VIGELAND: Lots of people aren’t lucky enough to have their health insurance covered by their employer. So some buy their own insurance coverage. But a new trend is emerging within some insurance companies: they write the policy and accept the premiums, but as soon as you make a claim, they revoke it. And you’re left holding the bills.
Jerry Flanagan is with the Foundation for Taxpayer and Consumer Rights. Jerry, can you give us a real-life example of this?
FLANAGAN: One of the recent cases of Blue Cross: a little girl — she was about four years old, before her parents enrolled her in her Blue Cross policy — had had a bump on her chin. They went to the doctor and the doctor said “There’s no problem here, she’s four years old. Four-year-olds have bumps on their chin now and again, don’t worry about it.” Four or five months into the coverage, she developed a tumor in her jaw. The surgery was conducted, and when the doctor in the hospital sent their bills to Blue Cross, Blue Cross went back and looked at the medical record and found that the parents had taken the daughter months before enrolling to see the physician about a bump on her chin. The insurance company called that an omission of fact, and retroactively cancelled the policy, saying that “If we’d known about that bump, we would never have had issued coverage.”
VIGELAND: So what can a patient do if this happens? Is there any recourse at all?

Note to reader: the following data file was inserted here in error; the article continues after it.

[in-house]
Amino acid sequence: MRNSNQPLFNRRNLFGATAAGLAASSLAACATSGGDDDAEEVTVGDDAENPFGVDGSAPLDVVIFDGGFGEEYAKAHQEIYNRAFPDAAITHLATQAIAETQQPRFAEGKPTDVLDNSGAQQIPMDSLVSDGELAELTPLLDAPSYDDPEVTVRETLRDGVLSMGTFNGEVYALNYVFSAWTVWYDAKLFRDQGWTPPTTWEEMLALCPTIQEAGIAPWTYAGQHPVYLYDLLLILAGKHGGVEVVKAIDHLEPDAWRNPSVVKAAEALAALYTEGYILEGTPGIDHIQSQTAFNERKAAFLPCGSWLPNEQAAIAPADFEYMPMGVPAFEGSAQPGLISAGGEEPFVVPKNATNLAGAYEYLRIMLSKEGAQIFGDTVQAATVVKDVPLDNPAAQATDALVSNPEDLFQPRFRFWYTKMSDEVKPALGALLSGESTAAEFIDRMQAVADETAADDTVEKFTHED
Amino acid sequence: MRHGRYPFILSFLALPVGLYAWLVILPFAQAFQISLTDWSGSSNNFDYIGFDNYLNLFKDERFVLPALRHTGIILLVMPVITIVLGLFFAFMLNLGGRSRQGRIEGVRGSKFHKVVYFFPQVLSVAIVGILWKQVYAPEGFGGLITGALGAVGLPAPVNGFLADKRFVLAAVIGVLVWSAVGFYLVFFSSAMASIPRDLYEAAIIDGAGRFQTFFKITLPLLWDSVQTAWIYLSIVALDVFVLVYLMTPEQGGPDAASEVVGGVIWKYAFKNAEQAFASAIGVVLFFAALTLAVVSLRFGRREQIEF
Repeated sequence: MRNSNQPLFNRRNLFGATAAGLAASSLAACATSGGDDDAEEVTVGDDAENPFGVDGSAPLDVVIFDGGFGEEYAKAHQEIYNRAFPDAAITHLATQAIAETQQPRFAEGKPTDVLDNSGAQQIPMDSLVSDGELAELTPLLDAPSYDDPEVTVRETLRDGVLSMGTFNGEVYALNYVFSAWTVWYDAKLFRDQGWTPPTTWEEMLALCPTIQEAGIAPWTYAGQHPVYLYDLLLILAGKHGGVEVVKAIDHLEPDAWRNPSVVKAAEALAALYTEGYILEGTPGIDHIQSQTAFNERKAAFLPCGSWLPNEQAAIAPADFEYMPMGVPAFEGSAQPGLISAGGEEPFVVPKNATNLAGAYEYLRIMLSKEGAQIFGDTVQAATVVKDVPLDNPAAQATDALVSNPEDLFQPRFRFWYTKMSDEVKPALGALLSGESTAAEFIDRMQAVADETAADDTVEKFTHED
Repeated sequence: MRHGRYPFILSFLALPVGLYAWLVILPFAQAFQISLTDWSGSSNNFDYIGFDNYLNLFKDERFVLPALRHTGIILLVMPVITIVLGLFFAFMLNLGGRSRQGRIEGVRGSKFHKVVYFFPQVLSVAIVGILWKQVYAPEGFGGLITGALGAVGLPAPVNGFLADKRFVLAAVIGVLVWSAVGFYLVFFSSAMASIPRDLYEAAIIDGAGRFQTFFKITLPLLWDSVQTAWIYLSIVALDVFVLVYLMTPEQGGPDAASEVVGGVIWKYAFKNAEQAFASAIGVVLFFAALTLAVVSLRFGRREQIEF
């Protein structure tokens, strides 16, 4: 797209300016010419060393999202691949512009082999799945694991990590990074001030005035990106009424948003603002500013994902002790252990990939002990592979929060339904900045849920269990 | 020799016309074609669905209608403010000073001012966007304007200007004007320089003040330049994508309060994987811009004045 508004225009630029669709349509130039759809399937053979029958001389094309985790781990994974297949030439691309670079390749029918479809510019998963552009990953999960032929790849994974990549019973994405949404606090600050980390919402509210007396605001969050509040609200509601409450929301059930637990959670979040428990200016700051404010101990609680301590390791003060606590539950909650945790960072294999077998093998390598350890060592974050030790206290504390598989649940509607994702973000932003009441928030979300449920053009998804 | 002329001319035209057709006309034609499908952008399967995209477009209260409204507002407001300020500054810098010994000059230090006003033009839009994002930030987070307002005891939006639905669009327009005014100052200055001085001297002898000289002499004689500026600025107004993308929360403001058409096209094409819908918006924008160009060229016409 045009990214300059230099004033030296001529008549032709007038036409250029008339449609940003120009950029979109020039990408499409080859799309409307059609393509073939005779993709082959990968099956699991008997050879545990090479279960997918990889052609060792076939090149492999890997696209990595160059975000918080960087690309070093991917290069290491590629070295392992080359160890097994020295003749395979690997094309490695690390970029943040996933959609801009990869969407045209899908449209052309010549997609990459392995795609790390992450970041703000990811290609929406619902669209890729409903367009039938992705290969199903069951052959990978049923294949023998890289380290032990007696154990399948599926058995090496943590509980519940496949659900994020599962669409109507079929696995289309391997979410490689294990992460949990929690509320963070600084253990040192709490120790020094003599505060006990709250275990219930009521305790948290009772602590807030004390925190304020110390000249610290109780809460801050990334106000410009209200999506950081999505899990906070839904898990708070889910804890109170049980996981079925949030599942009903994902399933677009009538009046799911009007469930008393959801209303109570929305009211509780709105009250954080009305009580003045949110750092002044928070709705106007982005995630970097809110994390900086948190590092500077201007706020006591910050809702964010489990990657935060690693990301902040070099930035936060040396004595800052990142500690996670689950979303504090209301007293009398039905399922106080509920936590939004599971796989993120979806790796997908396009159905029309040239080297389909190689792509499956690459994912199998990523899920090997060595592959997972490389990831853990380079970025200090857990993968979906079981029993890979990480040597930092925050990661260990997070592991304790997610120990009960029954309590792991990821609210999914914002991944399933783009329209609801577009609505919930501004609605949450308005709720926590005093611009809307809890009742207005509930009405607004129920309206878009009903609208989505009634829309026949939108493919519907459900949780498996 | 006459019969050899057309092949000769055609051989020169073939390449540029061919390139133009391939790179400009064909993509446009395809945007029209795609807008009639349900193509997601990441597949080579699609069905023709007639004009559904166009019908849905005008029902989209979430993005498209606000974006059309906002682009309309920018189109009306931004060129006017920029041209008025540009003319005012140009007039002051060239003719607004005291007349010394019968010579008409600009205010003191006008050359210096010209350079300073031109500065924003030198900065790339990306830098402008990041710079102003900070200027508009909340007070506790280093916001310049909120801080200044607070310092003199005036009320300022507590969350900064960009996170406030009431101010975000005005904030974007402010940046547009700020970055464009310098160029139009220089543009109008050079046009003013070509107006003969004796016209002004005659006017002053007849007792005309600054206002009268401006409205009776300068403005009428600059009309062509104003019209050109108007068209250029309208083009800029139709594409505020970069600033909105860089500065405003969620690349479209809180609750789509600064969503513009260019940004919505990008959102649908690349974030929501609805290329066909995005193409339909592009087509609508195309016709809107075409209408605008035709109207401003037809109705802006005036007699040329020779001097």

FLANAGAN: Well, it depends largely on what state you’re in. In California, once you’ve been retroactively cancelled, it’s very difficult to get insurance.
VIGELAND: You mean from other insurance companies?
FLANAGAN: That’s right. In California, the insurance companies are allowed to refuse to sell coverage to you if you’ve been ill before. If you’re denied coverage or if you’ve been rescinded in eight states, the insurance companies can’t refuse to sell you coverage. They can certainly charge you more. But the key issue here that people need to understand is that these problems are affecting the individual market. So these people that are being rescinded are those that buy insurance on their own and don’t have an employer who provides the coverage.
VIGELAND: How much is this really a problem where insurance companies are dumping people after they’ve had a procedure?
FLANAGAN: Well, it’s certainly true that the insurance companies claim it’s a very small number, and the data from the regulators has not been complete. But we do have some interesting anecdotal evidence that helps to give a sense of a breadth of the problem. There was a law suit a couple years back against Blue Cross and there was a deposition of one of the Blue Cross employees who worked in Blue Cross’s so-called retroactive rescission department. That employee testified under oath that her department reviewed about 1,500 policies per week.
We don’t know how many of those policies were rescinded and how many of those rescissions were for no fault of the patient. Obviously, from the perspective of the patient who’s been rescinded, even if it’s only one person, the effects are devastating on the family when they’re going through a very difficult time when a loved one’s sick.
VIGELAND: Jerry Flanagan is with the Foundation for Taxpayer and Consumer Rights. Jerry, thanks for talking to us.
FLANAGAN: Thanks for having me.